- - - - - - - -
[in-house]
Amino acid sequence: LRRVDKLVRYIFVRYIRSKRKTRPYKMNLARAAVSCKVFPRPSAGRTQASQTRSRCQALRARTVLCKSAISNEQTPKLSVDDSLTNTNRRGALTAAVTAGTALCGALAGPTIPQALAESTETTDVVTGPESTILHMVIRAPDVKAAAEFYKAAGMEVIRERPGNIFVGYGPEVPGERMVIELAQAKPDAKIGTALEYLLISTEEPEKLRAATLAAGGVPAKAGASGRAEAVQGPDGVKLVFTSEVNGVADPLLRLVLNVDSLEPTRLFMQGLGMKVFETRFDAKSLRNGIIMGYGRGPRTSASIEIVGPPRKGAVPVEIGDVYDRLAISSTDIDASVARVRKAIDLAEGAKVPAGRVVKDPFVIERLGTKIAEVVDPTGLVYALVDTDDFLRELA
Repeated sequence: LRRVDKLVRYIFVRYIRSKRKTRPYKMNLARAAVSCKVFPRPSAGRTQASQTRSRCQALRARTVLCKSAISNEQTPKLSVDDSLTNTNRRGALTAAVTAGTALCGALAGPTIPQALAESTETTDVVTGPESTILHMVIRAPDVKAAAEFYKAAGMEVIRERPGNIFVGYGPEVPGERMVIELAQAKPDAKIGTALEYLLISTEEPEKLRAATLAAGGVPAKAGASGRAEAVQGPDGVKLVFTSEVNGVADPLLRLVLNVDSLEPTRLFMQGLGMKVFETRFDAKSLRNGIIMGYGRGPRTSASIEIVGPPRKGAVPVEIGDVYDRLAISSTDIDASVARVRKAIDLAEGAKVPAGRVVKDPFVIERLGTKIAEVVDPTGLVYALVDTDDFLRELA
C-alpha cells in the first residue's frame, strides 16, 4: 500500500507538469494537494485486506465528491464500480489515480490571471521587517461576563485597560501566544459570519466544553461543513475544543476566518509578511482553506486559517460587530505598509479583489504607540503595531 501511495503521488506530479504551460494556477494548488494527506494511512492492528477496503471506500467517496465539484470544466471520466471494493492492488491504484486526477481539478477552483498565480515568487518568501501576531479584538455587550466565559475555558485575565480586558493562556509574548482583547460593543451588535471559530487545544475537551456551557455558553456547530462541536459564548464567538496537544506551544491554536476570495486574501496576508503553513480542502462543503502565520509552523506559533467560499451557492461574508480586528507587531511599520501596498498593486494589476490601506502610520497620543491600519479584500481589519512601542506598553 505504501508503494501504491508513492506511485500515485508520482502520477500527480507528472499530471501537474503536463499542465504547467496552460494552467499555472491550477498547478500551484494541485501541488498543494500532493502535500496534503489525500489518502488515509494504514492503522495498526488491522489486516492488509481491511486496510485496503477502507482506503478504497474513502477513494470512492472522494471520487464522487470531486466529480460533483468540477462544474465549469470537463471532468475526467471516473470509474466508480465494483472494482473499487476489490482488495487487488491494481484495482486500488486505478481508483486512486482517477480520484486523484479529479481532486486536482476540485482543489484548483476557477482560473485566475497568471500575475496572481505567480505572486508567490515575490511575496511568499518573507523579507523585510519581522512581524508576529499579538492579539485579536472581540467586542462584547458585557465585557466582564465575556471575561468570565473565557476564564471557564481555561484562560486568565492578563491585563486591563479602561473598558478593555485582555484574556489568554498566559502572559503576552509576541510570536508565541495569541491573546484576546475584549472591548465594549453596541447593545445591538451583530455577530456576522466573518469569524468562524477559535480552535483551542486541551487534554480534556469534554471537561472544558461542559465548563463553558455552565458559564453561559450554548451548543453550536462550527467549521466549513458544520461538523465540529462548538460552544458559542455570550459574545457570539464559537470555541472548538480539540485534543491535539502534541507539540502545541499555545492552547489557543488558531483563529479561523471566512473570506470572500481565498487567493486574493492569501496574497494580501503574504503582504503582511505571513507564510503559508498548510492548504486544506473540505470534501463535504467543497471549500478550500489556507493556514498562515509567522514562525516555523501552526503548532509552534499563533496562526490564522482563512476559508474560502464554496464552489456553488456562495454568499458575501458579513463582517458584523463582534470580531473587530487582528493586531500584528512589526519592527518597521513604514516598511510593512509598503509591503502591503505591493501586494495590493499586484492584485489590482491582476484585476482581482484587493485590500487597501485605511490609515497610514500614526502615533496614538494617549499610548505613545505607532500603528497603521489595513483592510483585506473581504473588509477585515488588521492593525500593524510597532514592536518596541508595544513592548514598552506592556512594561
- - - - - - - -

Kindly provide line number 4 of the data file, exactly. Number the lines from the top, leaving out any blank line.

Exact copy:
C-alpha cells in the first residue's frame, strides 16, 4: 500500500507538469494537494485486506465528491464500480489515480490571471521587517461576563485597560501566544459570519466544553461543513475544543476566518509578511482553506486559517460587530505598509479583489504607540503595531 501511495503521488506530479504551460494556477494548488494527506494511512492492528477496503471506500467517496465539484470544466471520466471494493492492488491504484486526477481539478477552483498565480515568487518568501501576531479584538455587550466565559475555558485575565480586558493562556509574548482583547460593543451588535471559530487545544475537551456551557455558553456547530462541536459564548464567538496537544506551544491554536476570495486574501496576508503553513480542502462543503502565520509552523506559533467560499451557492461574508480586528507587531511599520501596498498593486494589476490601506502610520497620543491600519479584500481589519512601542506598553 505504501508503494501504491508513492506511485500515485508520482502520477500527480507528472499530471501537474503536463499542465504547467496552460494552467499555472491550477498547478500551484494541485501541488498543494500532493502535500496534503489525500489518502488515509494504514492503522495498526488491522489486516492488509481491511486496510485496503477502507482506503478504497474513502477513494470512492472522494471520487464522487470531486466529480460533483468540477462544474465549469470537463471532468475526467471516473470509474466508480465494483472494482473499487476489490482488495487487488491494481484495482486500488486505478481508483486512486482517477480520484486523484479529479481532486486536482476540485482543489484548483476557477482560473485566475497568471500575475496572481505567480505572486508567490515575490511575496511568499518573507523579507523585510519581522512581524508576529499579538492579539485579536472581540467586542462584547458585557465585557466582564465575556471575561468570565473565557476564564471557564481555561484562560486568565492578563491585563486591563479602561473598558478593555485582555484574556489568554498566559502572559503576552509576541510570536508565541495569541491573546484576546475584549472591548465594549453596541447593545445591538451583530455577530456576522466573518469569524468562524477559535480552535483551542486541551487534554480534556469534554471537561472544558461542559465548563463553558455552565458559564453561559450554548451548543453550536462550527467549521466549513458544520461538523465540529462548538460552544458559542455570550459574545457570539464559537470555541472548538480539540485534543491535539502534541507539540502545541499555545492552547489557543488558531483563529479561523471566512473570506470572500481565498487567493486574493492569501496574497494580501503574504503582504503582511505571513507564510503559508498548510492548504486544506473540505470534501463535504467543497471549500478550500489556507493556514498562515509567522514562525516555523501552526503548532509552534499563533496562526490564522482563512476559508474560502464554496464552489456553488456562495454568499458575501458579513463582517458584523463582534470580531473587530487582528493586531500584528512589526519592527518597521513604514516598511510593512509598503509591503502591503505591493501586494495590493499586484492584485489590482491582476484585476482581482484587493485590500487597501485605511490609515497610514500614526502615533496614538494617549499610548505613545505607532500603528497603521489595513483592510483585506473581504473588509477585515488588521492593525500593524510597532514592536518596541508595544513592548514598552506592556512594561